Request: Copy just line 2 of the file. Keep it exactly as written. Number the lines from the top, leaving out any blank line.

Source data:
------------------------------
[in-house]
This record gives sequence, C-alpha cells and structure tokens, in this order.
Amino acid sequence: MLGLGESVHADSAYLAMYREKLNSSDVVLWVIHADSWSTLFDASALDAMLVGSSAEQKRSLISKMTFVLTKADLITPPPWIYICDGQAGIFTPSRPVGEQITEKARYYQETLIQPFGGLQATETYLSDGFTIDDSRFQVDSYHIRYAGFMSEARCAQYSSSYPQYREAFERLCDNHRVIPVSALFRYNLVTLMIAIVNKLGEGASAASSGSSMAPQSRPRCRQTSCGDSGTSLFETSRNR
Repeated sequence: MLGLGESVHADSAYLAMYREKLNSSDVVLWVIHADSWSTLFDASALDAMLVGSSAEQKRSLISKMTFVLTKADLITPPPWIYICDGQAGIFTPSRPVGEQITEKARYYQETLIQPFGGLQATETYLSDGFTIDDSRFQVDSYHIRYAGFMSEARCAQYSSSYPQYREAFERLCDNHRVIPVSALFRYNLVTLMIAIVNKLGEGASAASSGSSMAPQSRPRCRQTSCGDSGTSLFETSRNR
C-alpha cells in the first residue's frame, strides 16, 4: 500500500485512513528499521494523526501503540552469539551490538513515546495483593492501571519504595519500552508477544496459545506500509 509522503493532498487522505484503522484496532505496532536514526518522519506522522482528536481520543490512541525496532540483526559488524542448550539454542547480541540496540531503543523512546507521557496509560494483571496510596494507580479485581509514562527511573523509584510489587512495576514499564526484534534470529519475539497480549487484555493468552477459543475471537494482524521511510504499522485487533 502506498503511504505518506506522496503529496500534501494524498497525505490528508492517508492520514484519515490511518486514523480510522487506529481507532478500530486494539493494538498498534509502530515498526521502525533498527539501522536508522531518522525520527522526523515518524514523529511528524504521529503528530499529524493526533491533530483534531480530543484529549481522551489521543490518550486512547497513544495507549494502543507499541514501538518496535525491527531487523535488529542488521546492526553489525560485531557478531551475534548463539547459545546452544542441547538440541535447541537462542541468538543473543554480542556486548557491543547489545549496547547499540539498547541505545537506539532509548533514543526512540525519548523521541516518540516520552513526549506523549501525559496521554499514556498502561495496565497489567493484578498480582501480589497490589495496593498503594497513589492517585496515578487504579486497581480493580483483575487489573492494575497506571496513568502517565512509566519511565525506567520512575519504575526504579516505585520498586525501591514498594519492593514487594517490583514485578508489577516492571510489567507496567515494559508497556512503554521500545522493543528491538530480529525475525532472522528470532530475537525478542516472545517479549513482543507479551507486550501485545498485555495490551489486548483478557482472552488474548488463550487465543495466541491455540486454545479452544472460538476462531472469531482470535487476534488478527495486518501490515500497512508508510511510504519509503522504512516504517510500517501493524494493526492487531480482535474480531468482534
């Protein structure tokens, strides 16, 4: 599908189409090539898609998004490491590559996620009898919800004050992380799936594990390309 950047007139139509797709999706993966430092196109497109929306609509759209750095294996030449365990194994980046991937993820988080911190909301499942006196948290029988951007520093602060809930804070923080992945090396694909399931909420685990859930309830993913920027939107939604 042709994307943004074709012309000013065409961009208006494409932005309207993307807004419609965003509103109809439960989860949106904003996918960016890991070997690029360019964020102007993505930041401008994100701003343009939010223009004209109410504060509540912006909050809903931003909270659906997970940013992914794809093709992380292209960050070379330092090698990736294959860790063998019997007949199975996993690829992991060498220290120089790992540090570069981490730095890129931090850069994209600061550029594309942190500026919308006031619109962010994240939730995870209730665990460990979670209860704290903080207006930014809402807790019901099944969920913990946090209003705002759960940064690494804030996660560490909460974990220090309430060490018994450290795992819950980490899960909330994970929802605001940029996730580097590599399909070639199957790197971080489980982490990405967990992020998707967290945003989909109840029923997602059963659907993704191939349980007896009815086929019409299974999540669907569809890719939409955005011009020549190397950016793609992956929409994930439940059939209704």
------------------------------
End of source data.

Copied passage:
This record gives sequence, C-alpha cells and structure tokens, in this order.